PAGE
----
3. Use Vertical Space

An aisle in a warehouse with pallets and boxes stacked on pallet rackVertical space is shockingly underutilized within the modern warehouse. As such, it provides some of the most impressive opportunities for boosting storage capacity without dramatically increasing operational expenses.

This is where creative optimization shines. These strategies must be carefully tailored to the needs of the facility in question, as not all vertical opportunities will be safe or effective in all spaces. Potential solutions include:

  • Implement mezzanines. Many warehouses now incorporate supplementary floors, which are placed between the main floor and the ceiling of the facility in question. Known as mezzanines, these are often used for packaging and administrative tasks. They are highly versatile and easy to install, so they're ideal for today's quickly-evolving warehouses.
  • Store items above the dock. The area immediately above the warehouse dock is often neglected. Conventional racking can be added here to maximize storage space. Some facilities may be better suited to suspended pallet racks or even offset solutions mounted to the wall.
  • Reconfigure shelving. How high is your pallet racking setup? In all likelihood, you can increase the height of your storage system without compromising safety or retrieval times. A lot will depend on the height of the ceiling, the scope of your material handling equipment, and, of course, fire codes. If you can safely add a level, however, you could achieve high-density storage at minimal cost.

4. Recycle or Use Old Equipment

Used green forklift in a garage with a recycling symbol above itDo you actually use all the equipment currently housed in your facility? Or does some of it sit dormant, occupying valuable space? It's common for businesses to continue to store bulky vehicles or devices long after they're no longer needed — and even after upgrading to newer models. Instead, consider selling, donating, or recycling unused equipment.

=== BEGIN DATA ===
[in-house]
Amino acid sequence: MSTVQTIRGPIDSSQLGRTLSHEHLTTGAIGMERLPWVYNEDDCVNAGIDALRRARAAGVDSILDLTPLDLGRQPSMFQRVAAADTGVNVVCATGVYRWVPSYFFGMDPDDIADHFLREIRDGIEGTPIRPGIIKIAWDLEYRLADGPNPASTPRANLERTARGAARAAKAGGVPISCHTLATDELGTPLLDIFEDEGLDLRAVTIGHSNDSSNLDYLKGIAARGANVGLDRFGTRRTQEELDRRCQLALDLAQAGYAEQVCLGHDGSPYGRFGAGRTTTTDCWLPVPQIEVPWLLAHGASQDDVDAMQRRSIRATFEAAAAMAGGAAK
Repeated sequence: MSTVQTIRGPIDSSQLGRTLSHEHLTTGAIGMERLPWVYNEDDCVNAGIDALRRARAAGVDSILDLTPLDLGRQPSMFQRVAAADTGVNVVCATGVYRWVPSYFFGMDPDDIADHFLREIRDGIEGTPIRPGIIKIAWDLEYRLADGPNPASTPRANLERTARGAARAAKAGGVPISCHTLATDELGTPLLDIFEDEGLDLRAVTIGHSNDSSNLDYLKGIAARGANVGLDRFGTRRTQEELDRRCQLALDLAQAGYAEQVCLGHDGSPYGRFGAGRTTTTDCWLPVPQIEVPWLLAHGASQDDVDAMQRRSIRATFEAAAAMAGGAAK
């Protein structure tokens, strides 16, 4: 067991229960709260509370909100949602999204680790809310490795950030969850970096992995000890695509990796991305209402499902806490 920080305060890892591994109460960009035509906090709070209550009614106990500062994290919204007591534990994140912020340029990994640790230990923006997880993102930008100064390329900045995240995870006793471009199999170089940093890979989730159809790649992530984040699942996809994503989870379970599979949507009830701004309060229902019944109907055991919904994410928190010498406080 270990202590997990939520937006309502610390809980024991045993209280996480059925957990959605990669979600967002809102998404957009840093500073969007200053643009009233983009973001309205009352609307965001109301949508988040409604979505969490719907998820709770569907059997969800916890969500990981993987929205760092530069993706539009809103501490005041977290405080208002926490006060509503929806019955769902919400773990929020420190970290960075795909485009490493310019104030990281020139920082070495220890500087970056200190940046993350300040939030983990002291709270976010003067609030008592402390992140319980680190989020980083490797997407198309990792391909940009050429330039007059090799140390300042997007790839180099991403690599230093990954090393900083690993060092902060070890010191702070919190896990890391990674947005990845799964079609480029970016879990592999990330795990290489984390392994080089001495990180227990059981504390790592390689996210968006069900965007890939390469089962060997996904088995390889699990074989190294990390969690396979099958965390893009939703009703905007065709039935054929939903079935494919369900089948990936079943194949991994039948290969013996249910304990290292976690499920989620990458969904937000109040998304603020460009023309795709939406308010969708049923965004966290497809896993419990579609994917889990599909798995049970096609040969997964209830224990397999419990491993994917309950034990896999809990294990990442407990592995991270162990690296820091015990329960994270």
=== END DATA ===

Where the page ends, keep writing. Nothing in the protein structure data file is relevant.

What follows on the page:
At Warehouse1, we're pleased to offer a variety of buy back opportunities, which can help your business expand, downsize, or simply improve space utilization. We're committed to helping you buy back material handling equipment purchased from us — and making the process as straightforward as possible.

5. Reconsider Your Warehouse Layout

Two employees discuss warehouse layout over a blueprintYour previous layout may have served you well for years, but there's always room for improvement. New products, seasonal trends, or automated systems may prompt the need for layout reconfiguration. These could make your warehouse not only more efficient, but also, far safer. Modest adjustments can make a huge difference.

As we've discussed, pallet racking solutions will play heavily into this. Don't be afraid to experiment with new technologies or concepts (such as automation) that go beyond the pallet storage categories described above. 

Warehouse1: Your Trusted Resource for Creative Warehouse Solutions

Do you feel inspired by the pallet rack storage and layout solutions highlighted above? Our experts at Warehouse1 can help you select the best options for your warehouse or distribution center.

We'll work closely with you to determine your objectives — and to provide insight into hidden opportunities to boost your storage space and general warehouse productivity. Contact us today to learn more.

Credits: Warehouse worker photo created by aleksandarlittlewolf - www.freepik.com
"Forklift Delivery" by ericmerrill is licensed under CC BY 2.0

By Gary Selvera On August 18, 2022